TV’s support of ‘Swamp People’ shows larger societal problems

Swamp People

By Kendall Kaut

Making the case that a large majority of today’s television is awful only requires examining two specific networks and how much they have each devolved.

Social theorists have spent many hours lamenting the History Channel’s decision to switch to a soapbox for individuals who believe aliens are the answer to any question without a solution. There is more to understand here, however, than the failure of one network.

America bears a heavy burden in this fiasco. I am not trying to demean anyone who avoided watching specials on the French Revolution or other major events. However, I will call out a society that has made “Swamp People” the third most popular show on cable.

I also will not hesitate to wallow in sadness at the spectacle of the “Jersey Shore” entering season five on MTV as cable’s second most popular show. There was a day when being able to recall memories of an MTV that played music was doable, yet this gets harder to do each day.

One program that has been relied upon for many years is at its best this year, because that program is the NBA playoffs.

Today, the NBA will begin first round playoff action. This season will feature teams that are as talented as any have been in recent years. The Memphis Grizzlies enter the Western Conference as the fourth seed, yet they feature one of the most balanced teams in the league with all-star Marc Gasol joining a recently returned Zach Randolph and Rudy Gay to form a team that is becoming a hot pick to win the West.

The defending NBA champions are the seventh seed in the West, while a team with Carmelo Anthony is seventh in the East. All of these players are capable of making plays and turning games around in an instant.

This is not 2004 or 2005, where the thought of watching the Pistons and the Spurs might have justified viewers flocking to “South Beach Tow.”

For those not into these playoffs, have no fear in joining the 8 million people who will make the same decision and watch “2 Broke Girls” at 8:30 P.M. on Tuesday.

This season will also be one of the last to see some of the elite players make a run at the championship. While the Celtics’ big three will all still return next season, they are running out of time. Kevin Garnett, Ray Allen, and Paul Pierce have all been in the NBA longer than any sitcom. Avery Bradley is presenting a tough matchup for them with the Atlanta Hawks and then they’ll have a chance to meet the Bulls and the Heat.

Kobe Bryant will still be around, but the Lakers will have to contend with an experienced Oklahoma City Thunder and a healthy Memphis squad in the West in the next several years. This season seems to be one of the last good chances for his squad to emerge from the West. But of course, why would you want to watch this when you could see if this year’s winner of “American Idol” can reach the pinnacle that Ruben Studard and Taylor Hacks have met?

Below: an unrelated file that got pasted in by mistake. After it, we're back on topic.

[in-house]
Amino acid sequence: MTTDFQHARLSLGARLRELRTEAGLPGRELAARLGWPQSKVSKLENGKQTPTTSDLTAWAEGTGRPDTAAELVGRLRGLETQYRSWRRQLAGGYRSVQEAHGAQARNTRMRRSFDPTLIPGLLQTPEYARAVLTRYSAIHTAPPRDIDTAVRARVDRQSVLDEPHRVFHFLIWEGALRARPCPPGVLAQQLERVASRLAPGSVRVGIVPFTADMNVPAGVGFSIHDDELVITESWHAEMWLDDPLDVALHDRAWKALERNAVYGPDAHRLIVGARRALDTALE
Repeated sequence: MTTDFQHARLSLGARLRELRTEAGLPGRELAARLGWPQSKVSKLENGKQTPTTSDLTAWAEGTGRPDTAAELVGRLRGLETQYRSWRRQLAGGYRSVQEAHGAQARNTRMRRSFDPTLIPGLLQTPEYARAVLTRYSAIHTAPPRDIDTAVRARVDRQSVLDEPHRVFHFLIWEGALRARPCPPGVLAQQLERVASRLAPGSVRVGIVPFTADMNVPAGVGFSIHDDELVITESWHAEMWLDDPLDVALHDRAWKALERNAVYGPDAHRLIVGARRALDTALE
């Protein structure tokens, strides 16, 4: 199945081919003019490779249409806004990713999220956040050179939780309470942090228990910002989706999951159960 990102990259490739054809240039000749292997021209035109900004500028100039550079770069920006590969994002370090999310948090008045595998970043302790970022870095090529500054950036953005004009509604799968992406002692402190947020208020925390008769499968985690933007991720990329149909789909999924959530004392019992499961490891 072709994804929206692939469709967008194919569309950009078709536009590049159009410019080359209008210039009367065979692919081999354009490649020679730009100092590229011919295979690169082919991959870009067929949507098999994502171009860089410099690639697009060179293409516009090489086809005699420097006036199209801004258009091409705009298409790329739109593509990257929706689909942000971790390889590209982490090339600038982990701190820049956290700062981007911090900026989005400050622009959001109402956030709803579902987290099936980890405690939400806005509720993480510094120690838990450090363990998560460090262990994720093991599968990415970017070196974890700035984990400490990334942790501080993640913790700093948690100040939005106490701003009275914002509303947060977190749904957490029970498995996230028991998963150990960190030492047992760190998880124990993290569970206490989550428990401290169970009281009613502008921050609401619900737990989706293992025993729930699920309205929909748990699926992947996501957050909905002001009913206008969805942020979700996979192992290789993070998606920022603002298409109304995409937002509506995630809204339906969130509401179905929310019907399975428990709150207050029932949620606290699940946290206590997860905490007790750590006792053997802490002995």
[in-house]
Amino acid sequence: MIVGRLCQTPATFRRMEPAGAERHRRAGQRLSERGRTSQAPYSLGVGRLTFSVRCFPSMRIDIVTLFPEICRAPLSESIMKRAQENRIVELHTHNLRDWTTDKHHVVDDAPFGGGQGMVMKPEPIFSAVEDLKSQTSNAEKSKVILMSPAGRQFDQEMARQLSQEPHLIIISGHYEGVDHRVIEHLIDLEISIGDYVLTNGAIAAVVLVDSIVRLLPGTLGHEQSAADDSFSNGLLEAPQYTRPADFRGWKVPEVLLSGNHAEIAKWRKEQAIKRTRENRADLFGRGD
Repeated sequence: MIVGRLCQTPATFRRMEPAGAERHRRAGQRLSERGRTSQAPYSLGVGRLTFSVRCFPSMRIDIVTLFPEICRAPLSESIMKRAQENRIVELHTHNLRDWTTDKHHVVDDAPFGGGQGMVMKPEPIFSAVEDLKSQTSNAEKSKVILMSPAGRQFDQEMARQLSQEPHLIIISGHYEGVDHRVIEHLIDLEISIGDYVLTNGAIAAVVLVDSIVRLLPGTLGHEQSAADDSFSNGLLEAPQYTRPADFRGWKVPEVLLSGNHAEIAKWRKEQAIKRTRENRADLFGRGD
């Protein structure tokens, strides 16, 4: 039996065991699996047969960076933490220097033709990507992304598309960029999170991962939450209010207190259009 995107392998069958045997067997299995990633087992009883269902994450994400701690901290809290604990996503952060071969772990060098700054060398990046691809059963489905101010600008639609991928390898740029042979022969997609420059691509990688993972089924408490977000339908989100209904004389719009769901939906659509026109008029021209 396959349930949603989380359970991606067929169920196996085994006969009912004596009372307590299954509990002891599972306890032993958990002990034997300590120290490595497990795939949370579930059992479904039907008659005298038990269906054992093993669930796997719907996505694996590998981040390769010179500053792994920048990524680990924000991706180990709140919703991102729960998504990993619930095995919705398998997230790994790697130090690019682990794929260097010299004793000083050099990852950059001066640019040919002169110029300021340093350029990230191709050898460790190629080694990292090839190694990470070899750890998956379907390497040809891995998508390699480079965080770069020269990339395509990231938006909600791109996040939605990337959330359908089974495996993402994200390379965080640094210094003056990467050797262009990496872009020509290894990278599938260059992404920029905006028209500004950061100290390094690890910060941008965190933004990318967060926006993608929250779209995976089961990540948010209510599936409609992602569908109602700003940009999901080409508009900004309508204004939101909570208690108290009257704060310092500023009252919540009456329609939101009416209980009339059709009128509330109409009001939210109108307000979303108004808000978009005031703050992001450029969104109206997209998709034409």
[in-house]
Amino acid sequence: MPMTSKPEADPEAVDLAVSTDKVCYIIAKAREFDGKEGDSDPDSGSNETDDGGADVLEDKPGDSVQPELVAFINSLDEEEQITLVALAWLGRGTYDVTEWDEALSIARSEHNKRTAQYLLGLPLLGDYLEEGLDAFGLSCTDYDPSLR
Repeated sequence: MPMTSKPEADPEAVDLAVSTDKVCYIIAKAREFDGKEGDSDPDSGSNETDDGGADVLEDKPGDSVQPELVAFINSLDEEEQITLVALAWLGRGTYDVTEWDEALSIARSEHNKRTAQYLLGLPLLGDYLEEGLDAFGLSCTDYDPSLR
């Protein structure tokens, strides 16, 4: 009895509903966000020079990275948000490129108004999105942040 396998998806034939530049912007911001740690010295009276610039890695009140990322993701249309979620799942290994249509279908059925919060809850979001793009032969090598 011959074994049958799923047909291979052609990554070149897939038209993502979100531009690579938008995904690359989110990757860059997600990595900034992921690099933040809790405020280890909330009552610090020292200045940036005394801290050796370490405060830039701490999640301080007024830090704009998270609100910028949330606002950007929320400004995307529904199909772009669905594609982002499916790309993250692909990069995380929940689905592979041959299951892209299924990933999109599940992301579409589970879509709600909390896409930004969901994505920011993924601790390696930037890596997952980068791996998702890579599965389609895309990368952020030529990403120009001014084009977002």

Finally, watching the playoffs is essential because of the storylines each series will bring. LeBron James will likely win his third Most Valuable Player award shortly but he still is missing a championship. After questions of shrinking in the fourth quarter in last year’s NBA finals all eyes will be on James to see if he can perform.

The Spurs championship window was considered closed after last season’s embarrassing exit as the top seed against the Memphis Grizzlies. This season, they will try and prove that a deep team is the route to a title, as opposed to Miami’s philosophy that assembling three All-Stars and the best player alive will get the job done.

The Clippers have been one of the worst major sports franchises of all time but this year, behind Chris Paul, the NBA’s best point guard, they have the chance to finally show that the team Billy Crystal roots for in L.A. is better than the team Khloe Khardashian was at one point in time associated with.

The Pacers represent the under appreciated guy in life. Although there is nothing particularly overwhelming about Danny Granger or Roy Hibbert they enter the playoffs the third seed in the East, they are trying to demonstrate that a team outside of a top 10 market can win.

However, I still know the difficulty many viewers will face when the choice comes down to watching the playoffs or believing that “Two and a Half Men” is even better without Charlie Sheen. How could you want to watch the NBA over that?

The Roman Empire finally collapsed in 476. While it is easy to point to the proximate cause being weak growing seasons, overstretch, or inflation based on bad monetary policy of Diocletian there are many who pinpoint the intellectual and moral decay of the Roman populace as being instrumental in the downfall.

Today, it is difficult to imagine America’s best days are ahead of it, when in the days ahead “Swamp People” will find a place in 2 million homes. The solutions to what ails America might call for making tough decisions about reducing the welfare state, raising taxes and restricting foreign entanglements.

What is also paramount, though, are the small and seemingly inconsequential decisions that are leading to the intellectual and moral decay of our society.

Watching the playoffs might seem like a convenient way to avoid studying for finals or considering what life will entail after graduation, but when considered from the angle of stopping the dominance of “Swamp People” and “2 Broke Girls,” the rationale is far stronger.